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Re: Bison C++ mid-rule value lost with variants

From: Frank Heckenbach
Subject: Re: Bison C++ mid-rule value lost with variants
Date: Mon, 18 Jun 2018 15:26:24 +0200

Akim Demaille wrote:

> Piotr's grammar file includes:
> %token <int> NUM
> %%
> expr:
>   NUM
> | expr { $<int>$ = 42; } '+' NUM { std::cout << $<int>2 << '\n'; };
> and one can see that when run, $<int>2 is not 42, but 0.
> My opinion on this is somewhat different from the ones that
> have been expressed so far.  IMHO, it has no good reason
> to work.
> Yes, it works with plain old unions.  But that's unsafe, and
> that's because you hide things from your tool (Bison).

AFAIK, that's the only purpose of the $<> syntax in Bison which has
been around for I don't know how long. So claiming it has no reason
to work now seems a bit odd to me.

> I personally see these typed accesses to the semantical
> values ($<int>2) are no different from a cast (and actually,
> that's exactly what they are with unions).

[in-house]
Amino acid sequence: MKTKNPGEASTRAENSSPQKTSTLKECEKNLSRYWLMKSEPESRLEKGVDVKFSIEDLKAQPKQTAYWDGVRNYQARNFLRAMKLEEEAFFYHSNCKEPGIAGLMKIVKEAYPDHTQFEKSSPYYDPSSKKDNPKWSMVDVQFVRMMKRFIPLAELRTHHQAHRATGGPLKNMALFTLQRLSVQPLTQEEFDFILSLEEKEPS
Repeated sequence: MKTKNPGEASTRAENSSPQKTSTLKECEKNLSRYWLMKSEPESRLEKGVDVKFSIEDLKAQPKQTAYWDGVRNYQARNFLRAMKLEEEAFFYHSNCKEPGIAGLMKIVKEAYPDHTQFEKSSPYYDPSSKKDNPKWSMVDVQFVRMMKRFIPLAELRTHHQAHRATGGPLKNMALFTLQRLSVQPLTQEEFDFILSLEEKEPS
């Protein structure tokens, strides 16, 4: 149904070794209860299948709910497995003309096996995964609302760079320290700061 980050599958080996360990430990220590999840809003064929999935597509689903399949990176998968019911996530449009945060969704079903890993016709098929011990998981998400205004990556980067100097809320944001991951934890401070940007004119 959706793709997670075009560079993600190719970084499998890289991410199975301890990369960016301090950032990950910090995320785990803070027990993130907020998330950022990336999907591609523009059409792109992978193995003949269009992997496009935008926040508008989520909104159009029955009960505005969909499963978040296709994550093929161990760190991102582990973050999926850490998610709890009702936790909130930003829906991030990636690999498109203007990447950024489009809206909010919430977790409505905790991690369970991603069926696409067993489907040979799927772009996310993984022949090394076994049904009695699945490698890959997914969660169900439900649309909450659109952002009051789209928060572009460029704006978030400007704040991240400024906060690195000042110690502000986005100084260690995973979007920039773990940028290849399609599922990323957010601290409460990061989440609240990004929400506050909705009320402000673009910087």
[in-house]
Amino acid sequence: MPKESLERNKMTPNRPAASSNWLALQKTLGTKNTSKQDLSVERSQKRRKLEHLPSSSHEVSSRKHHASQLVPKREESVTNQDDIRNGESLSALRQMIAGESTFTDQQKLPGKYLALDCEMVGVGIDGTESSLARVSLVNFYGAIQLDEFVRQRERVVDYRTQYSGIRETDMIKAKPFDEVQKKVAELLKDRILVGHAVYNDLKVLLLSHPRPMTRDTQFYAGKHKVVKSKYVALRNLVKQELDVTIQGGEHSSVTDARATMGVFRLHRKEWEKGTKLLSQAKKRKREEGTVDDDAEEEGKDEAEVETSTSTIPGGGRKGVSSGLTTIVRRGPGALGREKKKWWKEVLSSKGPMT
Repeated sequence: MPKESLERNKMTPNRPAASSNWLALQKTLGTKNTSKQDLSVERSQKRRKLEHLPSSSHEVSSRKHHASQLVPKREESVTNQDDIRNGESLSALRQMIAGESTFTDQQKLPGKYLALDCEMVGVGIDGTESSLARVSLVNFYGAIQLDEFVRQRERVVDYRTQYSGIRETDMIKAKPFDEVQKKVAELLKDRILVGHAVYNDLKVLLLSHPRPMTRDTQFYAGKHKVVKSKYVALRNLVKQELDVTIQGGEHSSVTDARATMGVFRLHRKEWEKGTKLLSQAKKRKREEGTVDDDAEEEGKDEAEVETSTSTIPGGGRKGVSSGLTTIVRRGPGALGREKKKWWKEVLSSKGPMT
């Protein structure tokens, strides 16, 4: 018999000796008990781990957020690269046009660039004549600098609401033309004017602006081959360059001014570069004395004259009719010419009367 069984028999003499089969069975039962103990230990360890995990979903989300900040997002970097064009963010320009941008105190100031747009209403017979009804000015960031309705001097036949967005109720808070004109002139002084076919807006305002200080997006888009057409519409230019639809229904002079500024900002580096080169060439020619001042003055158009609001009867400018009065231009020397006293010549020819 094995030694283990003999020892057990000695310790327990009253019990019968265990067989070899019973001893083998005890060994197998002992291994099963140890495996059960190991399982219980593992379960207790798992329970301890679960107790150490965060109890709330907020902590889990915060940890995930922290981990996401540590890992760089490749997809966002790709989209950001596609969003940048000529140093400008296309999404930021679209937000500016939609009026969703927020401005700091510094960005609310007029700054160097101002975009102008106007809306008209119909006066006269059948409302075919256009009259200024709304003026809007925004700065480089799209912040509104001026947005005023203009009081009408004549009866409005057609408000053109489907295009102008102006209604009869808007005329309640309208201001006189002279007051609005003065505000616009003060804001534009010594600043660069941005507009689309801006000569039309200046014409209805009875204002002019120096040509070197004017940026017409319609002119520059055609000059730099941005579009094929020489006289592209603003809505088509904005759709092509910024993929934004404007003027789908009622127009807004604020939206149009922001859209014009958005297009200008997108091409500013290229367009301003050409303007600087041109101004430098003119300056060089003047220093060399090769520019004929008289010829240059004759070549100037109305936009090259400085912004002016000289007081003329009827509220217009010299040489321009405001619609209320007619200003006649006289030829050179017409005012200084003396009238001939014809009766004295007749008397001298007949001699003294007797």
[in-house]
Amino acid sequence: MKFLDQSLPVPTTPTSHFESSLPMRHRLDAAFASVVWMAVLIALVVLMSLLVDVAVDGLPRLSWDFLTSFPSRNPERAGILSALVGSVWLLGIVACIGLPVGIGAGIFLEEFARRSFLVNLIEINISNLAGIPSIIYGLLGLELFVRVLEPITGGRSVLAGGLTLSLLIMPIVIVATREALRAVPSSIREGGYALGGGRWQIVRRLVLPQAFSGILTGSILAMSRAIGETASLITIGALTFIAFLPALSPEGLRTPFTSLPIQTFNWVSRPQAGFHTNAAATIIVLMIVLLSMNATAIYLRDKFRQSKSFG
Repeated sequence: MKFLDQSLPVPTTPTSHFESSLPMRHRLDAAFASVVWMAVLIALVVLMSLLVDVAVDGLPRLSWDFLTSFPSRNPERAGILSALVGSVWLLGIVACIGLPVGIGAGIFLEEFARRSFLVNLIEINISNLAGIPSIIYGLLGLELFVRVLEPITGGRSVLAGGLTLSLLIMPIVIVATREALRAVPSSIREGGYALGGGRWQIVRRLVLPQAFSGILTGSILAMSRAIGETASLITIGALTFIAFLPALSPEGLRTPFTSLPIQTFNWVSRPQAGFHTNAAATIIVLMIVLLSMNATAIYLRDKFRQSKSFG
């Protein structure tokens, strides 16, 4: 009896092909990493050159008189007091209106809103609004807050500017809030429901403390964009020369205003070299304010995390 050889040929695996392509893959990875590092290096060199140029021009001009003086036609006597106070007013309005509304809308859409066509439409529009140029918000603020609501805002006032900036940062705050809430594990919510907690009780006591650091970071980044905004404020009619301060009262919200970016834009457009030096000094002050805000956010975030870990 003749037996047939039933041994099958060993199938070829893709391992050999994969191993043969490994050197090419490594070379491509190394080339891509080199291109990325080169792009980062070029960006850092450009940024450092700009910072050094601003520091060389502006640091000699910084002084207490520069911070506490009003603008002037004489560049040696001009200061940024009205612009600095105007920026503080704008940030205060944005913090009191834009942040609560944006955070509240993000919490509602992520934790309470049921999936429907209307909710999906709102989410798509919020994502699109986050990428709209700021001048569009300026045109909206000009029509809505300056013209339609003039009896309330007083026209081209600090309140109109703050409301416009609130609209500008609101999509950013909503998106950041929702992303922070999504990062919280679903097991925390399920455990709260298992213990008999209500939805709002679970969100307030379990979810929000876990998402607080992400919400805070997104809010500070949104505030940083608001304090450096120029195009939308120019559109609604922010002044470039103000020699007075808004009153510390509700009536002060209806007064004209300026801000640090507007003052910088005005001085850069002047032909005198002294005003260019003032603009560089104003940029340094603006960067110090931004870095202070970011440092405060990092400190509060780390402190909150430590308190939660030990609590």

I don't think so. C unions involve a hidden cast only when accessing
a different member than was set, but that's not the case here.

C++ variants would throw in this case, and Bison's variants would
assert or UB in this case.

Apparently (and reasonably) this case is not supposed to work with
$<>, so WRT whether or not to support $<> at all, I see no
fundamental difference between C and C++, so if dropping support in
C++, it would only be consequent to do it in C as well, and that
might be nearly impossible due to backward-compatibility (or perhaps
even Yacc compatibility, I don't know).

> Sure, using std::variant or std::any we avoid the first three issues,
> but that's still by hiding things from Bison and relying on
> magic on the language side.  And obviously that works only for
> C++, and actually modern C++.

As I wrote sometime before, I currently don't use any
semantic-valued mid-rule actions, so I'm basically neutral on this
proposal. In principle, I think a properly declared type for them
seems reasonable, I just think this proposal is a few decades late.

What's more important for me, and the reason I worked on this, are
other features, most importantly move semantics. Of course, they
also require modern C++ (i.e., C++11 or newer), so if that's a
problem, I'll have to keep my own fork anyway.


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